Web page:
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Wednesday September 4, 2013 MYT 12:00:00 AM
Wednesday September 4, 2013 MYT 11:59:01 AM
PETALING JAYA: The higher operational costs resulting from the 20 sen increase in the price of RON95 petrol and diesel is likely to be pushed to customers, according to major players in the transport industry.
They also ask the public to brace for the chain effect of more expensive goods and services.
The Pan Malaysian Bus Operators Association, which has 130 members nationwide, expects fares for stage and express coaches to rise between 5% and 30% “in the near future”.
“The hike in diesel price has resulted in an immediate rise of 5% in operational costs and this will have an impact on stage and express bus operators,” association president Datuk Ashfar Ali said.
“We urge the Government to act quickly to minimise the impact as operators will find it hard to absorb the increase in fuel cost,” he told The Star.
Operators are now given a quota of 1,400 litres of diesel per month for a stage bus and 2,800 litres for an express bus. The quota price is now RM1.68 a litre.
Bus operators have to pay the pump price – now increased to RM2 – if they exceed their monthly quota, Ashfar said.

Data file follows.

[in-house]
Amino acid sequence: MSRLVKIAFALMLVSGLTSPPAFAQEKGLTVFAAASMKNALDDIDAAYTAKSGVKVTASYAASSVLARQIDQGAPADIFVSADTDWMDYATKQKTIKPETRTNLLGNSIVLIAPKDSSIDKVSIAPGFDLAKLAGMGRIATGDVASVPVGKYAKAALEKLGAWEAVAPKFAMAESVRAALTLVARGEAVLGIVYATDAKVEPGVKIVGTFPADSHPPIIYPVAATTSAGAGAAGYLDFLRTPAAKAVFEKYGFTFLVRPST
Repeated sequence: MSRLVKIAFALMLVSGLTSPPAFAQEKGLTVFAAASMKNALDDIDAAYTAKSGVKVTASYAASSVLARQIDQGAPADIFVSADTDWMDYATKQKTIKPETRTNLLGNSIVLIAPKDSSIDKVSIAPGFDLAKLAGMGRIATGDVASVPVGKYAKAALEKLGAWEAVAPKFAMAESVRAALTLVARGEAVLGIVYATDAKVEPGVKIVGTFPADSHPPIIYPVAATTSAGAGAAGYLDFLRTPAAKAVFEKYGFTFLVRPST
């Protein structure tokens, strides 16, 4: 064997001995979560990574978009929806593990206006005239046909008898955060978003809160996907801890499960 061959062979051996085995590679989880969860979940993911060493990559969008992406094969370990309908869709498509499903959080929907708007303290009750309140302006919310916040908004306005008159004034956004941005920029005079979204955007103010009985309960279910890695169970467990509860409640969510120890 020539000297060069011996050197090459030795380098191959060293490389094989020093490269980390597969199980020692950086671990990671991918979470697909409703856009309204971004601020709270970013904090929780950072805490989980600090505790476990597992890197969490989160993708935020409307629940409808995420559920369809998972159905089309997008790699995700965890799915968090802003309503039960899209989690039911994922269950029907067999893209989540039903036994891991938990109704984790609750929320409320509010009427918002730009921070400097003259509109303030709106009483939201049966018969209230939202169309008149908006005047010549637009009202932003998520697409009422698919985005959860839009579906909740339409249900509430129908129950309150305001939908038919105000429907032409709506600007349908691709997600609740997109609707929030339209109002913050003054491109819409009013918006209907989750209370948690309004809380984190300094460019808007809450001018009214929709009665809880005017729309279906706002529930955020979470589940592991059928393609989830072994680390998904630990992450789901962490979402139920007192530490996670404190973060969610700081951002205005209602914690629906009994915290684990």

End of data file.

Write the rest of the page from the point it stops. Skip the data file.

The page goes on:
Ashfar suggested that the Government increase the diesel quota for stage coaches to 3,000 litres a month, and for express buses to 6,000 litres.
The Selangor and Kuala Lumpur Lorry Operators Association said that diesel costs made up 30% to 40% of the entire expenditure of its members.
The fuel hike would raise their operation costs by about 5% to 8%, association secretary-general Alvin Choong added.
“This is quite a significant increase. Operators will naturally try to pass the extra cost on to the consumers,” he said.
He, however, believed the increase in the prices of goods due to the fuel spike “should not be very big”.
Choong, who expects the Government to increase diesel prices further in the near future, said it should not be done in stages.
Association of Malaysian Hauliers president Datuk Che Azizuddin Che Ismail said “it is natural” for consumers to pay more when operation costs go up.
He said the additional costs would depend on the type of vehicle an operator used and the kind of cargo transported.
“It is up to the operators how much of the cost they will pass on to their customers,” he said.
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Government, expressbus, Datuk Ashfar Ali, Pan Malaysian Bus Operators Association
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